Tuesday, 6 April 2010

Gas Mining the Easy Way

Scanning is key to enjoying wormholes. If you are not able to scan, you are often quite literally stranded. But if you can scan, a door of opportunity opens. It so happens that your door of opportunity becomes somebody else's door of misfortune.

This was the case today.

I had just entered a class 6 wormhole in my trusty Helios covert ops ship. My initial d-scan showed a Moa, a Caldari cruiser, with a single cargo container that was named with a timestamp. It doesn't take a genius to realise that any container with a timestamp means somebody must be mining. Moas are also fairly commonly used as gas mining ships in wormholes. This was a prime PvP target!

When these opportunities arise, the preparation required to get the kill is easily 90% of the work. PvP scanning in wormholes is both technical and time-consuming.

The first step is to launch combat probes without giving the target the opportunity to notice. This means launching the probes while out of d-scan range, which is around 14AU. In most wormhole systems it is possible to use the planets and moons to get the required distance from the target. When the probes have been launched they should be sent immediately to scan a point that is out of d-scan range of anywhere in the system, this ensures that the target has no chance of noticing them.

Once combat probes are out, then comes the tricky business of narrowing down the target to a rough position. This requires intelligent use of both the angle and range filter on your d-scanner. Finding the angle is a fairly simple business, but to approximate the range you will need to use a km to AU conversion chart.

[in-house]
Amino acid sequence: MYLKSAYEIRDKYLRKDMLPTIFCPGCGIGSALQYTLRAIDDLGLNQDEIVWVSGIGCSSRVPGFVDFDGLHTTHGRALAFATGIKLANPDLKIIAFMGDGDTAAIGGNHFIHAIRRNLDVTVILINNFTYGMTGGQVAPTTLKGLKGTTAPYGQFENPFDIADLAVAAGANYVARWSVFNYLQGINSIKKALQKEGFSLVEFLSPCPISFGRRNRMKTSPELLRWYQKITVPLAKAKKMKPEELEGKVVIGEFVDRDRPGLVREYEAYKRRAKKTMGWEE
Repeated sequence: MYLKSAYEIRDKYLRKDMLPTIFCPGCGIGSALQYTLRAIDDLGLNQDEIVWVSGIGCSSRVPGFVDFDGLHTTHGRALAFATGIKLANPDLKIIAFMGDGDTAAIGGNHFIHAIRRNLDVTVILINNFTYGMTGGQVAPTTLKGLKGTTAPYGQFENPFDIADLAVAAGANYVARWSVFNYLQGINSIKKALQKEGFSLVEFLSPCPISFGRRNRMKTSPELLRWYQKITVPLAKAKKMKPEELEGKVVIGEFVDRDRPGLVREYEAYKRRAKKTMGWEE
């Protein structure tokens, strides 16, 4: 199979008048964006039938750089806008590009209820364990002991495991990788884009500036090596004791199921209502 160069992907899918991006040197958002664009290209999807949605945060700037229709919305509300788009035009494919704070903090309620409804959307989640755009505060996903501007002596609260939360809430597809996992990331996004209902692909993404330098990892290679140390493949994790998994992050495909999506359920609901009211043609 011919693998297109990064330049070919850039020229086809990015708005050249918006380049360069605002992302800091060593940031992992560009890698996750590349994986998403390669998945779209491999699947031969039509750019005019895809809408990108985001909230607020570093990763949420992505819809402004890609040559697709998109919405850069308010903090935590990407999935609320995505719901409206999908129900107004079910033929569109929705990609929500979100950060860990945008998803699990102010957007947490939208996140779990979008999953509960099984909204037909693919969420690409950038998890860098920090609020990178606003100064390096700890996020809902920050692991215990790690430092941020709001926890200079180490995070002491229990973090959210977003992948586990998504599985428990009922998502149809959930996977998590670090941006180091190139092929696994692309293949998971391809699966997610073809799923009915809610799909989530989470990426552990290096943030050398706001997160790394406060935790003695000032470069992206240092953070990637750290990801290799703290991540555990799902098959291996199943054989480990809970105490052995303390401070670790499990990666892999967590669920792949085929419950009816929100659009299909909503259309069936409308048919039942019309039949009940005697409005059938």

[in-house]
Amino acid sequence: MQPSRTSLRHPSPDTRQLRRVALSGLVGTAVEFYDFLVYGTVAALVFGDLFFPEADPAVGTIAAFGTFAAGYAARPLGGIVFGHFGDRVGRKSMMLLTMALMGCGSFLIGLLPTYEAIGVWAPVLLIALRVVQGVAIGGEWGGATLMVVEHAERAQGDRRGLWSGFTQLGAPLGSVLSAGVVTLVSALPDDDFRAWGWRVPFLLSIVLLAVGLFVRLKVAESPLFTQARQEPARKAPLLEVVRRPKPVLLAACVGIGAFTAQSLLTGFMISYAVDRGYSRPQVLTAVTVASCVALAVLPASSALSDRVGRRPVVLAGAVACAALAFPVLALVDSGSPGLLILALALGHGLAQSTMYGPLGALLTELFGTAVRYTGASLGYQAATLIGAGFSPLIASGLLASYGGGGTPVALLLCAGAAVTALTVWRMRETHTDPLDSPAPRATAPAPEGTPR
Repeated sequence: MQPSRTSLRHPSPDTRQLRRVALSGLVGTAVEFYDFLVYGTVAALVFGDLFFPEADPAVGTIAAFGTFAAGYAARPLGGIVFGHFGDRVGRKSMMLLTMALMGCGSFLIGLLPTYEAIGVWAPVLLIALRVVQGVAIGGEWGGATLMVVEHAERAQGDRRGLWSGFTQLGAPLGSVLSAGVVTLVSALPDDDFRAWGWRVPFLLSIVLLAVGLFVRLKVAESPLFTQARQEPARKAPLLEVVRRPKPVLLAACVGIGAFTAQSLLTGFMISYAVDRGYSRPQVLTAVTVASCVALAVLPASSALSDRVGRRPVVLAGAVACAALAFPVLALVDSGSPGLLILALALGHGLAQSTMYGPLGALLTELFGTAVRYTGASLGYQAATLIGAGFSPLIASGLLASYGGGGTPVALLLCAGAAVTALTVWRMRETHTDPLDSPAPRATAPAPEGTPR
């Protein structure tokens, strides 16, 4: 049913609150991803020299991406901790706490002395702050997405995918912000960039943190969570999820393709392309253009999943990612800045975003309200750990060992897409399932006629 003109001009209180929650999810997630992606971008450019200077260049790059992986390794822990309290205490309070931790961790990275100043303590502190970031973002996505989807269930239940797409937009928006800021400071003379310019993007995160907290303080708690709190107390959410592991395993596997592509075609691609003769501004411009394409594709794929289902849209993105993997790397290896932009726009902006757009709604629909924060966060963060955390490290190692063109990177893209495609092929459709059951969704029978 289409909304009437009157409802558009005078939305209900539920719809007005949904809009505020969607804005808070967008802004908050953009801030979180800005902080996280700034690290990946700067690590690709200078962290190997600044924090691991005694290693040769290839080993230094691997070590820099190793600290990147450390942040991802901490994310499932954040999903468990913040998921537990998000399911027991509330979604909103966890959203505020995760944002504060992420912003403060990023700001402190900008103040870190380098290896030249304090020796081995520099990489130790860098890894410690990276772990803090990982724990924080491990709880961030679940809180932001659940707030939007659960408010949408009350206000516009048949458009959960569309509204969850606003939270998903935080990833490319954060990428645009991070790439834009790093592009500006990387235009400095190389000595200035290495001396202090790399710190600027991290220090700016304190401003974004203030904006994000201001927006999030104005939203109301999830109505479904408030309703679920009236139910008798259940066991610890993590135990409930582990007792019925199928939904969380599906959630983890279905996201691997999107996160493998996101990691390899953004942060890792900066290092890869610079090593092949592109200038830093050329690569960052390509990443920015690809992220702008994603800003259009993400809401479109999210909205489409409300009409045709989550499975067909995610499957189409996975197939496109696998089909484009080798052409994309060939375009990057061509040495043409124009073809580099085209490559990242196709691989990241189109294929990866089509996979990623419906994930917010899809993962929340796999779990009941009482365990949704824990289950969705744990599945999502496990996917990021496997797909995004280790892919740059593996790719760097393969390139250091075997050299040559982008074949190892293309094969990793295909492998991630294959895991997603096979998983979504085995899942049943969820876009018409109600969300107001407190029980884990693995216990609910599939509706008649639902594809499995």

When a rough position of the target has been found all that remains is to place probes in this location and hope for the best. Sometimes it will take repositioning and multiple scans to locate your target. In my case, with the Moa it took two scans, which must've given the Moa around twenty seconds to see my probes on d-scan. In practice this is a very short time, especially when someone is semi-afk gas mining. With my 100% signal I warped into the Moa at 100km away. The reason for this was that the Ladar gas clouds have a sneaky habit of decloaking covert ops ships.

Even though I was 100km away from the Moa it was the work of a moment to bookmark his jet can, which was only, at most, 2500m away from him. Perfect! I love jet cans!

At this point I warped back to a neighbouring wormhole in order to guide my PvP support group who had been patiently waiting. I gave them the can bookmark and jumped back into the hole, only to see on d-scan that the Moa had GONE!

Questions run through your mind. Did he see my probes? Had he just finished? Was all that work just for nothing? Wormholes can often be like this, PvP targets will evade you, hours of scanning won't find you exits. Things might just not go your way...

But suddenly a Badger MkII appeared on scan! Fantastic! The Badger is a Caldari industrial ship and obviously the miner was coming back to transport his gas.

I called the fleet to warp to the site and we tackled the Badger. Once tackled he gave us the slip by quickly ejecting and warping his pod away; a smart more if your head is full of implants. We quickly stopped firing since a Badger full of gas is worth more than a killmail (in terms of isk that is). One of my corpmates piloted the rigged and T2 fitted Badger back to our POS while we celebrated our victory!

Our winnings:

1 Rigged and T2 fitted Badger MkII
1000 c32
1500 c70

That is gas mining the easy way!

1 comment:

  1. nice scanning guide, I'm always screwing up the combats, luckily I can scan them out fast. Currently I use an Arazu to take care of the pesky afk miners in W-space.